Auschwitz is cold. The biggest camp, Auschwitz-Birkenau, was built by the Nazis on farmland the size of seven villages, and the high barbed wire fences are little shelter from the unforgiving Polish winds. Thick white mist cloaks the place, and within five minutes of stepping off the coaches our bones are aching from the chill.
History We must never forget.
By Chloe Lambert
Recreated here with kind permission from the Wandsworth Borough News (originally printed November 14th 2007)
In thick woollen coats, scarves, and hats, a group of South London school children silently survey the site where 1.3 million people perished.
They flew here as part of a national scheme that sends two children from every school in Britain to visit Auschwitz, to see for themselves the incredible atrocities that took place under Nazi Germany just 60 years ago.
The children look out across the remains of 300 wooden stables in which as many as 90,000 people were kept by 1944. Most were burnt down by the Germans as the Nazi empire collapsed, but their layout in a grid of perfect lines, can still be seen.
“Look at all that land,” says 16-year-old Hamza Zaveri from Ernest Bevin College. “Think how many crops could have been grown there. Instead..this is architecture designed for extermination.”
Aristides Bernard-Grau, a sixth former from Graveney School in Tooting, says: "It renders you speechless. To think someone, somewhere planned all this and thought - this is how it's going to happen."
We are taken along a muddy track into one of the barracks, and the biting cold follows us in. Each barrack was meant for 52 horses, but the Nazis kept 200 people here, we are told - two to a bed in wooden bunks.
Birkenau means 'where birch trees grow'. The bare branches of the trees make black silhouettes on the horizon at the back of the camp. There, at the end of the railway line, is the harrowing sight of the shower rooms, the shaving rooms and the gas chambers.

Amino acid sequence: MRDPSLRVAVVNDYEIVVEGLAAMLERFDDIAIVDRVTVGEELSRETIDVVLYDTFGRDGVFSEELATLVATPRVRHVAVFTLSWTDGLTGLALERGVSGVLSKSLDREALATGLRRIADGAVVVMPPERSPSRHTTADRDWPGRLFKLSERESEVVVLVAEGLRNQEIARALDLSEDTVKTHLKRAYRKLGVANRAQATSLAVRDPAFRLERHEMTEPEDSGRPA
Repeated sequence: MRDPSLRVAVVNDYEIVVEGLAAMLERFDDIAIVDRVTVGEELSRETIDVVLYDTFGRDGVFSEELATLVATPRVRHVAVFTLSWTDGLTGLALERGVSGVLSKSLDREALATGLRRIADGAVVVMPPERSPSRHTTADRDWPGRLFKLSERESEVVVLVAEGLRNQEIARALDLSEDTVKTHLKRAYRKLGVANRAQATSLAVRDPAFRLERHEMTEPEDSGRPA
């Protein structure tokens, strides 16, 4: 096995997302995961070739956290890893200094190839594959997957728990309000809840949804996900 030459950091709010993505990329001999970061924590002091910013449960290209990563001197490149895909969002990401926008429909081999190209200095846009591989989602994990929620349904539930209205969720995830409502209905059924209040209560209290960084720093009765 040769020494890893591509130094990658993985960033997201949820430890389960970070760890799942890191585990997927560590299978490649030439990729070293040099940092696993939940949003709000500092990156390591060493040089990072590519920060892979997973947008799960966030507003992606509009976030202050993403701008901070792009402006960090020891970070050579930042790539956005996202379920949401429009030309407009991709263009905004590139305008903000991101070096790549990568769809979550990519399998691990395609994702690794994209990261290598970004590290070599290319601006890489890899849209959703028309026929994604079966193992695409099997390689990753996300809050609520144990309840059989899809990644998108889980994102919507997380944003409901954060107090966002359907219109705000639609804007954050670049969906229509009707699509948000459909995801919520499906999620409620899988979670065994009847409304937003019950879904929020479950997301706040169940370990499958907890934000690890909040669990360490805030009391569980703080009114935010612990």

We walk along the railtrack and stop at the point where cattletrucks carrying thousands of Jewish families arrived, having been promised a new life with land and jobs. Instead, here their fates were sealed by the flick of a Nazi doctor’s hand. Fathers and husbands were sent to work and mothers, children, the elderly and the ill were marched the other way, to the end of the railtrack. The children follow in their steps, to a place where no one returned from.
We are deep inside Auschwitz now, the sun is setting and the sky is turning a thunderous dark grey. Looking back we can see the gloomy orange lights of the towering entrance.
The group wanders the dimly lit rooms where so many thousands spent their last moments.
In the last one, they find a huge display of photographs, taken from the Jews by the Germans when they arrived here. The youngsters are fixated on the pictures, which show smiling groups of teenagers by rivers and parks, couples on their wedding days and newborn babies.
“It’s fascinating,” one girl whispers to her friends. “They had lives, they had families before all this.”
Outside, Graveney pupil Shahailya Stephenson stands in the cold and reflects. “I always thought the Nazis were inhuman and had no heart, but this made me realise they were human,” she says. “They had been brainwashed. It’s frightening. If you teach people from a very young age to think a certain way, they will believe it.”